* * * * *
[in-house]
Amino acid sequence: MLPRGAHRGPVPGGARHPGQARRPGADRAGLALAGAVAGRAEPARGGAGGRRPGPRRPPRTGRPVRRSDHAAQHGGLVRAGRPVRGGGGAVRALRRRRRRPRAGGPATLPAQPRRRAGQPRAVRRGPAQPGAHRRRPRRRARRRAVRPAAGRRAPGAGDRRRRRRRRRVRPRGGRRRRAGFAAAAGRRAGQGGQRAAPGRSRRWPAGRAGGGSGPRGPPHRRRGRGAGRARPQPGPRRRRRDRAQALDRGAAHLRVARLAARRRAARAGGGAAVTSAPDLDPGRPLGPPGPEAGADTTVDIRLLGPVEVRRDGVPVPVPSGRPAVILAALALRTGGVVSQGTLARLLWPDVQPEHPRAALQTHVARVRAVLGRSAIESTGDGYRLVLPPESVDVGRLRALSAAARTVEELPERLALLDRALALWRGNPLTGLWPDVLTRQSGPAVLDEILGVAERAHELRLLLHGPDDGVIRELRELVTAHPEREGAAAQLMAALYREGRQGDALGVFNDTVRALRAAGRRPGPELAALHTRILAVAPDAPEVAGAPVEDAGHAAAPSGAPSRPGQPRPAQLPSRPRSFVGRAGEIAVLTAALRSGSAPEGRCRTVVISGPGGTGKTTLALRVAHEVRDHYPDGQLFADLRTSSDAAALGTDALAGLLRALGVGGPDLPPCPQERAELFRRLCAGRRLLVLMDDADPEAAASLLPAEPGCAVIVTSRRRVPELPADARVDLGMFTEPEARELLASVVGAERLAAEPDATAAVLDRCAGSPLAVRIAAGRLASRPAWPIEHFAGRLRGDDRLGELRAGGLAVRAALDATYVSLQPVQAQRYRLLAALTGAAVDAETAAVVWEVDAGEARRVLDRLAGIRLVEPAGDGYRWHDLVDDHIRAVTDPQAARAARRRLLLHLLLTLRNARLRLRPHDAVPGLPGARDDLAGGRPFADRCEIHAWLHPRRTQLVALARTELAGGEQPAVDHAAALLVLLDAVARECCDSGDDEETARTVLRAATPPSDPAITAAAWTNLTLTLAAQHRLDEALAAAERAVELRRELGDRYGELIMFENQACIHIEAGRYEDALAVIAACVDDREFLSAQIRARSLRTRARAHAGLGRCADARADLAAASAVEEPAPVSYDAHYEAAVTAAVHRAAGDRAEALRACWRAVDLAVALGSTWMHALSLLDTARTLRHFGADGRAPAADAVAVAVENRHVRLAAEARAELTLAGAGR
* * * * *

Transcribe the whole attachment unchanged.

[in-house]
Amino acid sequence: MLPRGAHRGPVPGGARHPGQARRPGADRAGLALAGAVAGRAEPARGGAGGRRPGPRRPPRTGRPVRRSDHAAQHGGLVRAGRPVRGGGGAVRALRRRRRRPRAGGPATLPAQPRRRAGQPRAVRRGPAQPGAHRRRPRRRARRRAVRPAAGRRAPGAGDRRRRRRRRRVRPRGGRRRRAGFAAAAGRRAGQGGQRAAPGRSRRWPAGRAGGGSGPRGPPHRRRGRGAGRARPQPGPRRRRRDRAQALDRGAAHLRVARLAARRRAARAGGGAAVTSAPDLDPGRPLGPPGPEAGADTTVDIRLLGPVEVRRDGVPVPVPSGRPAVILAALALRTGGVVSQGTLARLLWPDVQPEHPRAALQTHVARVRAVLGRSAIESTGDGYRLVLPPESVDVGRLRALSAAARTVEELPERLALLDRALALWRGNPLTGLWPDVLTRQSGPAVLDEILGVAERAHELRLLLHGPDDGVIRELRELVTAHPEREGAAAQLMAALYREGRQGDALGVFNDTVRALRAAGRRPGPELAALHTRILAVAPDAPEVAGAPVEDAGHAAAPSGAPSRPGQPRPAQLPSRPRSFVGRAGEIAVLTAALRSGSAPEGRCRTVVISGPGGTGKTTLALRVAHEVRDHYPDGQLFADLRTSSDAAALGTDALAGLLRALGVGGPDLPPCPQERAELFRRLCAGRRLLVLMDDADPEAAASLLPAEPGCAVIVTSRRRVPELPADARVDLGMFTEPEARELLASVVGAERLAAEPDATAAVLDRCAGSPLAVRIAAGRLASRPAWPIEHFAGRLRGDDRLGELRAGGLAVRAALDATYVSLQPVQAQRYRLLAALTGAAVDAETAAVVWEVDAGEARRVLDRLAGIRLVEPAGDGYRWHDLVDDHIRAVTDPQAARAARRRLLLHLLLTLRNARLRLRPHDAVPGLPGARDDLAGGRPFADRCEIHAWLHPRRTQLVALARTELAGGEQPAVDHAAALLVLLDAVARECCDSGDDEETARTVLRAATPPSDPAITAAAWTNLTLTLAAQHRLDEALAAAERAVELRRELGDRYGELIMFENQACIHIEAGRYEDALAVIAACVDDREFLSAQIRARSLRTRARAHAGLGRCADARADLAAASAVEEPAPVSYDAHYEAAVTAAVHRAAGDRAEALRACWRAVDLAVALGSTWMHALSLLDTARTLRHFGADGRAPAADAVAVAVENRHVRLAAEARAELTLAGAGR